Once boiling, cover the pot with the lid, reduce the heat to low, and allow it to simmer for 30 minutes or until tender. Check at the 30-minute mark and increase as needed.
Slow Cooker Method
Add the lentils and water or broth to your slow cooker.
Cover and cook on low for between 6-8 hours, until tender. Check on the lentils at the 6-hour mark and if they’re still tough, cover and continue to cook in 30-minute increments until tender.
Bonus: Oven method
Add the lentils and water or broth to a Dutch oven or another oven-safe dish with a lid.
Place the covered pot in a preheated oven at 325F/_C on the middle rack and bake for 30 minutes or until tender. I recommend checking at the 30-minute mark and increasing in 5-minute increments until tender.
How to Store Cooked Lentils?
Fridge: Store the cooked lentils in an airtight container in the refrigerator for up to 5 days.
Freezer: Allow the lentils to cool before separating into smaller containers (Easier to defrost as needed) and freeze for up to four months. Allow the lentils to thaw in the fridge overnight before using.
Be careful when reheating the thawed lentils, as they’re more likely to ‘split.’
Dry and season for a crispy snack (like roasted chickpeas)
Use in brownies (yes, you read that right!)
Add to a delicious vegan meatloaf
Top Cooking Tips and FAQs
Do you need to soak lentils? No – it’s not essential. However, if you’re someone who feels particularly bloated (or gassy) after legumes, it’s recommended. Soaking lentils will help to deactivate the anti-nutrients within (thus increasing the mineral absorption rate), which can cause digestive upset. As a bonus, soaking also helps to break down the amylase within, which makes them easier to digest.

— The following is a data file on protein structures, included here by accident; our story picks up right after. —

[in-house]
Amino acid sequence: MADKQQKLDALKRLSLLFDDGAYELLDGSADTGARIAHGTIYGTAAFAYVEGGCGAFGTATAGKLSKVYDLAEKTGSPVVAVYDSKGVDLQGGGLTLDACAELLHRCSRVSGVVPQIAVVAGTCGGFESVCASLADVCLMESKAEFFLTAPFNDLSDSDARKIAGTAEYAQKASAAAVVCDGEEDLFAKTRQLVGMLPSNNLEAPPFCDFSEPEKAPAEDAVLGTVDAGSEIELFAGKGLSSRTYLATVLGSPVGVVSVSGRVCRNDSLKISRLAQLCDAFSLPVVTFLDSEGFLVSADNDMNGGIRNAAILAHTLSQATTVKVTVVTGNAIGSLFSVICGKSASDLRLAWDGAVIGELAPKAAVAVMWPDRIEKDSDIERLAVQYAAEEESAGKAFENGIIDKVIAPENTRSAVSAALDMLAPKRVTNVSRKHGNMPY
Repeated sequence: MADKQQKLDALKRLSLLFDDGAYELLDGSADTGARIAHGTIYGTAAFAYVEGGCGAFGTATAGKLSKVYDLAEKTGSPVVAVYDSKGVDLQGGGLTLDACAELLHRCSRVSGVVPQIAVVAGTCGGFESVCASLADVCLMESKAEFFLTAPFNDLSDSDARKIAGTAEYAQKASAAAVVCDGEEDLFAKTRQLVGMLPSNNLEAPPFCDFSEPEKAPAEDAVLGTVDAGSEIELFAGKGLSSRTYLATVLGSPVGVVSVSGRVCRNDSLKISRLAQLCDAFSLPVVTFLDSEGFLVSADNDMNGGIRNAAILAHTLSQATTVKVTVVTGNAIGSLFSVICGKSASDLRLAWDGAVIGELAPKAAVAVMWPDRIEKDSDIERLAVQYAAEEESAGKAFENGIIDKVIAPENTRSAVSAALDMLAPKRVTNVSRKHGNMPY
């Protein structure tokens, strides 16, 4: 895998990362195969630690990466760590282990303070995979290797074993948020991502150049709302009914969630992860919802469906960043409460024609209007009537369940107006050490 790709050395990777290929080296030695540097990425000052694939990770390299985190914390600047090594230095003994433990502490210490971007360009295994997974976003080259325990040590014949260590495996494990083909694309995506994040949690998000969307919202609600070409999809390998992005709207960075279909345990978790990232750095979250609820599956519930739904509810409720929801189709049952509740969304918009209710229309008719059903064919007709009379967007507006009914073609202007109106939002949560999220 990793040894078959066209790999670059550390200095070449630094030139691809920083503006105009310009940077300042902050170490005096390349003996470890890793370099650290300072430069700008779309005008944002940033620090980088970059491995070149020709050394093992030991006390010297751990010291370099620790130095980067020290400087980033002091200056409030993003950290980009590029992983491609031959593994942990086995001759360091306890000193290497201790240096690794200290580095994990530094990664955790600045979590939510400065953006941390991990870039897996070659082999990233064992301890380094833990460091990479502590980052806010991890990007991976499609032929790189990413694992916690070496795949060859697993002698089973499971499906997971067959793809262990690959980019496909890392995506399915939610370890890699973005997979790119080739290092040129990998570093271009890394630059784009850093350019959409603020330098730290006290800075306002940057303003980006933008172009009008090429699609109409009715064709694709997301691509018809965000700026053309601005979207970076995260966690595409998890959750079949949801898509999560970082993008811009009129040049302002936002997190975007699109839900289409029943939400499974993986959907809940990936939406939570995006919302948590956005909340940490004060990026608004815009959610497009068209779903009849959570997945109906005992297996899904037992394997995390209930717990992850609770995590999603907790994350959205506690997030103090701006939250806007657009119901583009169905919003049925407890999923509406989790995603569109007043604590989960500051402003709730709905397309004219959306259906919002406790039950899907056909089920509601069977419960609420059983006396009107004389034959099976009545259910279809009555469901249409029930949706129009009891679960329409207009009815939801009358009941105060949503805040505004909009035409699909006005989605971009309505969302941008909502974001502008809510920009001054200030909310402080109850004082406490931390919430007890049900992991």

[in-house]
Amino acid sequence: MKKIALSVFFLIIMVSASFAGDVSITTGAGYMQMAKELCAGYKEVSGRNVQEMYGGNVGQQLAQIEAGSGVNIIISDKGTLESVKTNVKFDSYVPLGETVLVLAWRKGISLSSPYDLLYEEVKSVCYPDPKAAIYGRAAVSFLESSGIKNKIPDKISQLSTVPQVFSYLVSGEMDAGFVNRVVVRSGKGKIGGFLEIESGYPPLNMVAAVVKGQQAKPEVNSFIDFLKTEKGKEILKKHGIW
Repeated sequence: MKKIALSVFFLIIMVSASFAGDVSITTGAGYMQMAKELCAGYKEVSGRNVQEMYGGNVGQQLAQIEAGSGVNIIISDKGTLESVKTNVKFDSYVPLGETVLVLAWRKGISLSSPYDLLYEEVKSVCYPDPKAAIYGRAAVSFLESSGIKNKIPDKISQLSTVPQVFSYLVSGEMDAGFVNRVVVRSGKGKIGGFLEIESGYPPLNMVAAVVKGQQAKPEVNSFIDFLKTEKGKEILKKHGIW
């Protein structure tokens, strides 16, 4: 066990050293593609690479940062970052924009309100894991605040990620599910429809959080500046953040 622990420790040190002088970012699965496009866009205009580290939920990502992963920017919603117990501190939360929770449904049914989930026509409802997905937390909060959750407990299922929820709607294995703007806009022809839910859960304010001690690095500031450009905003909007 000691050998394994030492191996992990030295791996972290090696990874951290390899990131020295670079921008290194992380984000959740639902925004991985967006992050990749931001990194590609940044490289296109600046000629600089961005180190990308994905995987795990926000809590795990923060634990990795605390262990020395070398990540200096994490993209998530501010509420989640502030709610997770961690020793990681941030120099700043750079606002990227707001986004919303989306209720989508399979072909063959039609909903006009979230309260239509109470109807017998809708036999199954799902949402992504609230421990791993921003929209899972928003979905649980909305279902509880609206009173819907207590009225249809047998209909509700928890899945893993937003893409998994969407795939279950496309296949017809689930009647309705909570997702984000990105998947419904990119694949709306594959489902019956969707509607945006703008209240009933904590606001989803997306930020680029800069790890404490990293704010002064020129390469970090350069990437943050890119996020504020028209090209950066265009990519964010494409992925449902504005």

How to soak lentils? As lentils are small, they don’t need as much time as larger legumes. I recommend rinsing them first. Then combine the lentils and enough cold tap water to cover them with at least a couple inches. Soak for a minimum of 2 hours, up to 24. After soaking, drain, then rinse once more before cooking.
Can you eat raw lentils? No – please don’t. Like other legumes, uncooked lentils can be toxic to humans and cause severe stomach upset.
Dry to cooked lentil size? Lentils approximately grow 2-3x their size when cooked. Usually, I find they double in size – plus a little extra.
For extra flavor: To lightly flavor cooking lentils, place additional ingredients directly into the pan. A Bay leaf, garlic, onion, salt, other herbs (like oregano or a bouquet garni), etc. Even a little vegan white wine would work.
Don’t overboil the lentils: As soon as the mixture is boiling on the stovetop, reduce the heat to low. Otherwise, they’re more likely to fall apart and become mushy.
Adjusting the cooking time: The amount needed to cook the lentils will depend on their variety, age, and how tender you’d like them to be. For that reason, use the above recommendations as a guideline and adjust if needed.
Choosing the best lentils: The lentil you select depends on the recipe. While brown lentils are fairly ‘all-purpose,’ red/yellow lentils are best for soups and stews where their mushy texture works well. In comparison, green and brown lentils maintain their shape after cooking and are great for salads, casseroles, side dishes, etc.